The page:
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Logo of Phnom Penh Post newspaper Phnom Penh Post - Ieng Sary lawyers warned

Ieng Sary lawyers warned

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090304_02.jpg

Judges order website closed, or risk ‘legal consequences'

Photo by:

SOVANN PHILONG

A gate outside the courtroom at the ECCC. Critics say the court should strive for greater transparency, not hide behind closed doors.  

INVESTIGATING judges at Cambodia's war crimes tribunal have issued an order to shut down a website set up by defence lawyers for Ieng Sary, threatening them with sanctions and fuelling a debate over confidentiality at the UN-backed court.

A press release from the Office of Co-Investigating Judges (OCIJ) Tuesday stated that the website, set up in December, had been in clear breach of confidentiality rules at the court by allowing the public access to documents considered confidential.

It added that if content was not removed within 48 hours, the lawyers could face legal consequences.

"The co-investigating judges have ordered that the defence lawyers immediately cease to publish any documents relating to the judicial investigation, other than those already published on the ECCC website; and remove any such documents from the Defence website within 48 hours, or face sanctions for a new offence," it said.

The order claimed that a decision was made in accordance with the court's rules, which state that "[i]n order to preserve the rights and interests of the parties, judicial investigations shall not be conducted in public".

Lawyers from the Ieng Sary defence team Tuesday said they were willing to cooperate with the judges but would not shut the site down.

"We intend to cure whatever error or misunderstanding there may be, but we do not intend to shut down the website," co-lawyer Michael Karnavas told the Post by email.

"We are miffed that the OCIJ did not contact us last week when I was there. We would have welcomed an exchange of views," he added.

"In any event, we have no intention to act contemptuously, but we will also not refrain from making the process more responsive and transparent."

Cambodian co-lawyer Ang Udon told the Post Tuesday that his team had received no warning about a breach of confidentiality or possible sanctions, but said it was unable to comment further 

until he had spoken to his team.

The website was set up by the lawyers in reaction to what they saw as a deliberate suppression of defence filings that were embarrassing or "which called into question the legitimacy and judiciousness of acts and decisions of the judges", the site claims, citing a letter to the ECCC Deputy Director of Administration Knut Rosandhaug in December.

"...the current practice by the Judicial Chambers and Co-Investigating Judges at the ECCC, of suppressing Defence filings ... under the fig leaf that these are necessary measures to protect the supposed confidentiality and integrity of the investigation or judicial decision-making process, must be discontinued without exception," the letter, reproduced on the site's main page, states.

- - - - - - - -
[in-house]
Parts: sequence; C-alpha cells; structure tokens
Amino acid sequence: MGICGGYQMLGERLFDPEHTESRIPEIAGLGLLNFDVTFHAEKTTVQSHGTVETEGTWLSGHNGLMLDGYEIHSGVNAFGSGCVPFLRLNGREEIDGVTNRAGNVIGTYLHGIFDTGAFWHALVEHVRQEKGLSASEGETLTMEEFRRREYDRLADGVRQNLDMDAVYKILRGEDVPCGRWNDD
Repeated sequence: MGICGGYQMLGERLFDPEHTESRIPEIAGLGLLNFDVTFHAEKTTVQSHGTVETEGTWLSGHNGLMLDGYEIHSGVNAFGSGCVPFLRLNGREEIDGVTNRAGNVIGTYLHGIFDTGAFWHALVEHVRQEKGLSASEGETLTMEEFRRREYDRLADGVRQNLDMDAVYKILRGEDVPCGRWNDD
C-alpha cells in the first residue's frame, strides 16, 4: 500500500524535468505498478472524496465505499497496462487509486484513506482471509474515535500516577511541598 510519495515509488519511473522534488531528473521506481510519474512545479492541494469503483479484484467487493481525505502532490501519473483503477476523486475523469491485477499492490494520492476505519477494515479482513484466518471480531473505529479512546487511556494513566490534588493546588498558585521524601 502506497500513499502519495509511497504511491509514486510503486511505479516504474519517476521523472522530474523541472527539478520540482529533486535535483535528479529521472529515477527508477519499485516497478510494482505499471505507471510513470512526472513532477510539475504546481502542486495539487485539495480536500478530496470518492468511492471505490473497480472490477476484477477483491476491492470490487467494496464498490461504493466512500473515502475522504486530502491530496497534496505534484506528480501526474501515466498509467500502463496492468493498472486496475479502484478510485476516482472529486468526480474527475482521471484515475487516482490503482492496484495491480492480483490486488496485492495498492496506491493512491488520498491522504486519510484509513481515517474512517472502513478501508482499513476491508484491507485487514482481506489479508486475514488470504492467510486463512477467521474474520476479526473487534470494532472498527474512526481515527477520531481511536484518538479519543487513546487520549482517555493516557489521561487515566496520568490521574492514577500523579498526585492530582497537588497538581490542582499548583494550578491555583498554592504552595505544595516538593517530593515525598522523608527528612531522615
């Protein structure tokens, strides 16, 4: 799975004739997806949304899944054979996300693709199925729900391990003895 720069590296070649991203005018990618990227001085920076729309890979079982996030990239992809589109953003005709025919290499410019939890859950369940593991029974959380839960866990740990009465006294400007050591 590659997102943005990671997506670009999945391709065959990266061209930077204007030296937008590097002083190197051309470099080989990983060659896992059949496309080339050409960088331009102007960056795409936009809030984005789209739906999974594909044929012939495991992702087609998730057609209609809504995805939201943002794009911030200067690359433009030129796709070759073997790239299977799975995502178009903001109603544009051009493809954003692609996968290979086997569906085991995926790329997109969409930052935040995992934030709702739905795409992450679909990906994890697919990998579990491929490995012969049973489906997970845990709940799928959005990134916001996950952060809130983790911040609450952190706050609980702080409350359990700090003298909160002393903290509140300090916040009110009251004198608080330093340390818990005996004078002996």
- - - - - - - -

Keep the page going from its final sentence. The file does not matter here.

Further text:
Andrew Ianuzzi, a legal adviser to the defence team for Brother No 2 Nuon Chea, said the issue was further evidence of a reluctance by judges at the court to make documents readily available.

"Despite the confidentiality of the investigation, the ECCC is a public institution. The OCIJ is clearly failing in its role to keep the public informed about developments in the investigation," he told the Post Tuesday.

He also said judges were upholding a double standard with regard to what they deemed public information.

"I'm not sure why the OCIJ has decided to single out the Ieng Sary defence team. I can tell you that other organs at the court - including the [pretrial chamber] and the OCIJ itself - have revealed certain pieces of information that could be classified as confidential under the OCIJ's current definition of the concept," he said.  

...The OCIJ isclearly failing in its role to keep the public informed.

"In the case of the OCIJ, I'm thinking in particular of the distribution of the unredacted version of the closing order in case file 001 to certain NGOs. In the case of the [pretrial chamber], I have in mind the revelation in a public decision of portions of [detainee] Duch's presumably confidential statements to the OCIJ. Of course, this raises the issue of whether standards are being uniformly applied," he added.

Michelle Staggs Kelsall, a court monitor for the East-West Centre's Asian International Justice Initiative, said that, although it is the judges' right to uphold internal rules, the court risked setting a bad example if it did not also consider its broader role as an international institution.

"The threat of sanctions is an overly harsh determination, given that the defence lawyers were clearly acting in the interest of transparency.

Counsel should certainly have the right to reply before threats are given," she said.

"As an internationalised tribunal ... it is in the court's interest to, so far as possible, make documents available to the public. ... Given that a primary function of the court is to provide a model process for other Cambodian courts, the more transparent that process is, the better."

Co-investigating Judge Marcel Lemonde has previously recognised the educational value of releasing portions of confidential investigations in other forums.

Writing on the French judicial system for academic publication, he has noted that flagrant breaches of confidentiality by the French Ministry of Justice resulted, paradoxically, in "documents of real educational value" being open to the French public.

"Arguably, this [availability of documents] would be of even greater significance in the Cambodian context, given the country's legal system is in its embryonic stage of development," Staggs Kelsall said. 

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